As stress plays a significant role in migraines, learning how to manage an attack at work – where we tend to be at our most stressed – is key for migraine management.
So, at prodrome stage, you might be able to identify if a migraine is soon to occur. But how can you prepare yourself for it while at work? The answer: being clear about your condition with your employer.
A recent survey carried out by Teva Pharmaceuticals Ireland revealed that 24 per cent of people felt they needed to hide their migraine because of a work-related concern, and 41 per cent felt that migraine had really impacted their careers.* The stigma of migraine being defined commonly as ‘just a headache’, means that employees feel they can’t disclose their condition, and suffer in silence.
A means of support is available via your GP in the form of a medical cert. According to Esther, a specialist clinic can offer help too. “We regularly write letters of support for people to present to their employers. I often put these people in contact with the Migraine Association of Ireland for support from the organisation as well. Having that understanding that you will have fluctuations in your productivity because of the migraine condition, is productive in your relationship with your employer and better for your work, too.”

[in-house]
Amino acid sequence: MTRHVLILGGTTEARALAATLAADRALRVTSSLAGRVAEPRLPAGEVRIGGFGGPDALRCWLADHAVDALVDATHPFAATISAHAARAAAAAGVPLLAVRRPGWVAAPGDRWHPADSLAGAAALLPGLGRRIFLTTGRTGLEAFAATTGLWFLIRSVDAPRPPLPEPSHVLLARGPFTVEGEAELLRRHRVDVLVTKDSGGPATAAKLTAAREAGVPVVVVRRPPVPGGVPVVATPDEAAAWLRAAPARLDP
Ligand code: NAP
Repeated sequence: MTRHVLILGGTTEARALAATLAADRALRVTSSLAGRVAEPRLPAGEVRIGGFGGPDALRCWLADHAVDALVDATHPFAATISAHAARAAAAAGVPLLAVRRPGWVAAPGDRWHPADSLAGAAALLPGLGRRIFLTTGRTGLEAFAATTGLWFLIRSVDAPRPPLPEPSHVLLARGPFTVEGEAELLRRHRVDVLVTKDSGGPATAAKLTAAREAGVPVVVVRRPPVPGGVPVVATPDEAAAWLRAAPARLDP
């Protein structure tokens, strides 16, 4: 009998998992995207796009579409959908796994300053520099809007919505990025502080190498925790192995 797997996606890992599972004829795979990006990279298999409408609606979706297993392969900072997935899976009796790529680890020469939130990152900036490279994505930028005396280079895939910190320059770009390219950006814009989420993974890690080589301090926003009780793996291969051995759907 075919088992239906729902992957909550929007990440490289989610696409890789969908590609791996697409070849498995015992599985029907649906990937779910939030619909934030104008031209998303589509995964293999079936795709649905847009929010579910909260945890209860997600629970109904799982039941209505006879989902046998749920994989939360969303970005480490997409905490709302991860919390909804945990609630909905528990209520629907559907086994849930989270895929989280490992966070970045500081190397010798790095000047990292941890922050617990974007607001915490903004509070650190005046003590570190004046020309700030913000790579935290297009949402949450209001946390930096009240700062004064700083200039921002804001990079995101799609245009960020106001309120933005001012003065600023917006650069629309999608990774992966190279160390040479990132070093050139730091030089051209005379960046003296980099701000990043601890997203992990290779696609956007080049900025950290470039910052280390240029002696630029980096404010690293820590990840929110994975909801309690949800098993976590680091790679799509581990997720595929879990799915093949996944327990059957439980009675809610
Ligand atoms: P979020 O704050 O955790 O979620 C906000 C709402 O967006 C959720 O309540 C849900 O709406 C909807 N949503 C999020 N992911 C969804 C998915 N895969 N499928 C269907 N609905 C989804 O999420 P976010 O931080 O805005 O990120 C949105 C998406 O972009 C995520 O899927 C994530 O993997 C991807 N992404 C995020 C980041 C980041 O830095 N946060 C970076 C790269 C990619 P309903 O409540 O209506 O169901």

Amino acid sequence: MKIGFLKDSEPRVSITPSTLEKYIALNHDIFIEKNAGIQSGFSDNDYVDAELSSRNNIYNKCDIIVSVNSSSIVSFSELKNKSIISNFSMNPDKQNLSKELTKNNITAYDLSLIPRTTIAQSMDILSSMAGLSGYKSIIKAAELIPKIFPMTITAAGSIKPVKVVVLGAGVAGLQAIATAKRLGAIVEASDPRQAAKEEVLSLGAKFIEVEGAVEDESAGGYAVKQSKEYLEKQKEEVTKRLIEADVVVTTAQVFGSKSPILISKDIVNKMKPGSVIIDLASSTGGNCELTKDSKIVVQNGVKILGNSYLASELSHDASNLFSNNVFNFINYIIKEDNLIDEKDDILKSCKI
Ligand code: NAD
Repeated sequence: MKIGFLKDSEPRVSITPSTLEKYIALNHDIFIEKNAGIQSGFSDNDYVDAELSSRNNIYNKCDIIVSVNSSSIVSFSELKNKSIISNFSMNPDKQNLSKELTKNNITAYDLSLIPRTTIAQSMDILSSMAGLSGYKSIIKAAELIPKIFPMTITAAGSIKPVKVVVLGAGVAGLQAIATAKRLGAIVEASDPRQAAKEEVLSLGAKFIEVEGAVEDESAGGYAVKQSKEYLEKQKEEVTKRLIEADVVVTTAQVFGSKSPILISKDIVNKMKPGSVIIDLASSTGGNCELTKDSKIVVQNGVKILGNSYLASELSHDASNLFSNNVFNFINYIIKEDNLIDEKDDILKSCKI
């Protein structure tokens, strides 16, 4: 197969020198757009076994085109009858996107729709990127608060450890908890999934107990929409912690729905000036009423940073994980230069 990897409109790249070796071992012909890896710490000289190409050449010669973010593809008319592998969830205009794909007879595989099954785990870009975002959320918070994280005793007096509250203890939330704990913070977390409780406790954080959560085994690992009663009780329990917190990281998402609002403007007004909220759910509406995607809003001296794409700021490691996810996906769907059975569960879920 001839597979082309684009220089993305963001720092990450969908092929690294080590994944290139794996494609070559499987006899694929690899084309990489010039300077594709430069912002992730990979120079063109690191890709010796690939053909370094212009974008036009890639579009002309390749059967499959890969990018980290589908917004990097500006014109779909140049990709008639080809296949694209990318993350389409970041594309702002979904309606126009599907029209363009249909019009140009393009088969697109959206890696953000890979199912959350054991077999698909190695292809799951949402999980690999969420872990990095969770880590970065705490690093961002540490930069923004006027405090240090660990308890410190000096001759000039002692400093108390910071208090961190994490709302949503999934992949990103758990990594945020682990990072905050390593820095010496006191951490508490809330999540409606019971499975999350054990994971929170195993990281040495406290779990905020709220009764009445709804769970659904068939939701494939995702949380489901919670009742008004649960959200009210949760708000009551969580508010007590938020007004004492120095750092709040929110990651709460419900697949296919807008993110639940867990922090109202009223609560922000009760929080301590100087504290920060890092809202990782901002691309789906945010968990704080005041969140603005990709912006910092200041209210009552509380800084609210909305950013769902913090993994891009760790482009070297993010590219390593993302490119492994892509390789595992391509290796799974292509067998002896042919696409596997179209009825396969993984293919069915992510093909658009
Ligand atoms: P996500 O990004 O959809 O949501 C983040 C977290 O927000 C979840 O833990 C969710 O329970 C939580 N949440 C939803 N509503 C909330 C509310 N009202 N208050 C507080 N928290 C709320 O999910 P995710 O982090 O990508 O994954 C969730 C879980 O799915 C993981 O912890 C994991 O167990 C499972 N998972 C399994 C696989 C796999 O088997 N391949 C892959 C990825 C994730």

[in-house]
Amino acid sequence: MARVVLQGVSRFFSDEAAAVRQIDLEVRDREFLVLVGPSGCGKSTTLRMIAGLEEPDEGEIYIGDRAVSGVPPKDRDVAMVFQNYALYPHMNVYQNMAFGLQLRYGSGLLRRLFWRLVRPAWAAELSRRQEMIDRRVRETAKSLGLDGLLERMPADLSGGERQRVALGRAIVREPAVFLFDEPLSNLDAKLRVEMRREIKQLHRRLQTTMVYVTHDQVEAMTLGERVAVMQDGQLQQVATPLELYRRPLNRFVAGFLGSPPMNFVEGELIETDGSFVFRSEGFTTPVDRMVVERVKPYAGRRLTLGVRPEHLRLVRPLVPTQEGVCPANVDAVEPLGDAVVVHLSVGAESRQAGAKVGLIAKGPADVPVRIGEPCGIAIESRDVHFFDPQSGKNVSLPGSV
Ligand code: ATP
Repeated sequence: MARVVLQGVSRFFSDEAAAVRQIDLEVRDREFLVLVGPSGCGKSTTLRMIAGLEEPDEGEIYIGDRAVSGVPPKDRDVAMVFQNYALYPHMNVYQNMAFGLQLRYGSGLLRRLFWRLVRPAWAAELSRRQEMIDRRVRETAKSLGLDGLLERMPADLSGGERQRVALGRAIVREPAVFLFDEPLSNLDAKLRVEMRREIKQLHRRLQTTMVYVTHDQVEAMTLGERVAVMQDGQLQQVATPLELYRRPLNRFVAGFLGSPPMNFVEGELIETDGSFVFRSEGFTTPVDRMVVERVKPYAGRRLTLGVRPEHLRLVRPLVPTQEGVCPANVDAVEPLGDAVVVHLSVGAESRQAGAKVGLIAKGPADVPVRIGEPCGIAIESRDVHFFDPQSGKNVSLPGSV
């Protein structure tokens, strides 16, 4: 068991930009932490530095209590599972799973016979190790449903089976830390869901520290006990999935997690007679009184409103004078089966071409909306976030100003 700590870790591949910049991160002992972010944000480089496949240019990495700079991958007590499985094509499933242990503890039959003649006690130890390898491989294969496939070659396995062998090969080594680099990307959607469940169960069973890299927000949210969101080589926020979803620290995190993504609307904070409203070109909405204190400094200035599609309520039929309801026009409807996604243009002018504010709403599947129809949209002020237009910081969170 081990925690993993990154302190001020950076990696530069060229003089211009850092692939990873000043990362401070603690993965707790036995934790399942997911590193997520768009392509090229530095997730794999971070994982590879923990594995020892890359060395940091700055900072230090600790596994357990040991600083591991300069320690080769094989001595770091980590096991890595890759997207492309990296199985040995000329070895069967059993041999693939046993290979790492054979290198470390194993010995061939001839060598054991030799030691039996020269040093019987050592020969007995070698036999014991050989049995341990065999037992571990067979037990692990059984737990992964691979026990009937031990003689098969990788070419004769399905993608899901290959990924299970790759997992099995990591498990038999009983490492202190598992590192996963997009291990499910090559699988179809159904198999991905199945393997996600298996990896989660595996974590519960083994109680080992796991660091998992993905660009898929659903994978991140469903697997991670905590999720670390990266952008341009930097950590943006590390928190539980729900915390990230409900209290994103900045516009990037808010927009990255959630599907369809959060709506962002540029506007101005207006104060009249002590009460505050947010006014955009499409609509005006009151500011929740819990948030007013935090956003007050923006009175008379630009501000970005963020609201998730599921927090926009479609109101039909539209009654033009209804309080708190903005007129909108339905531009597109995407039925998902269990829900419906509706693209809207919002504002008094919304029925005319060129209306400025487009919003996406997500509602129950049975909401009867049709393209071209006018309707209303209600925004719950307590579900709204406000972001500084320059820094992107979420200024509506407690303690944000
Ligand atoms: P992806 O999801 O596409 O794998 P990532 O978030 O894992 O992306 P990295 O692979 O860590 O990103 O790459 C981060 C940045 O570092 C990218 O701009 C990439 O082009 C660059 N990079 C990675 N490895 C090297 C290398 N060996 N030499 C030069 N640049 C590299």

Don’t forget that many people in your workplace may be familiar with the severity of migraine, even your employer. Nicola, a manager of quite a large team, sympathises with her employee who also lives with migraine. “I actually have somebody on the team who also experiences really bad migraine, and they came to me. They said, look, when it happens, I just need to log off and get time away from the screen. I said, you’re in safe hands, not a problem with me.”
For employers, ways of accommodating migraine attacks in their employees need not cost money, or productivity. Understanding goes a long way. For those in-office, provisions such as a designated, well-ventilated ‘dark room’, as well as ice packs and snacks, could cut the persons attack length in half.
People living with migraine can also check out Life Effects. Life Effects is an initiative shaped by patients, for patients. It explores the latest science and thinking around your condition, it contains tips and patients share stories about the reality of living with chronic conditions. Find out more about migraine on lifeeffects.teva/eu/migraine.
This article is part of a sponsored series linked to each Beyond Migraine podcast episode brought to you by the Migraine Association of Ireland and Teva Pharmaceuticals Ireland.
The Beyond Migraine podcast is supported by funding from Teva Pharmaceuticals Ireland. Speakers have received an honorarium for their contribution to the podcast.
* Beyond Migraine: The Real You Research by Teva Pharmaceuticals. Research conducted by Empathy Research. Prepared October 2020.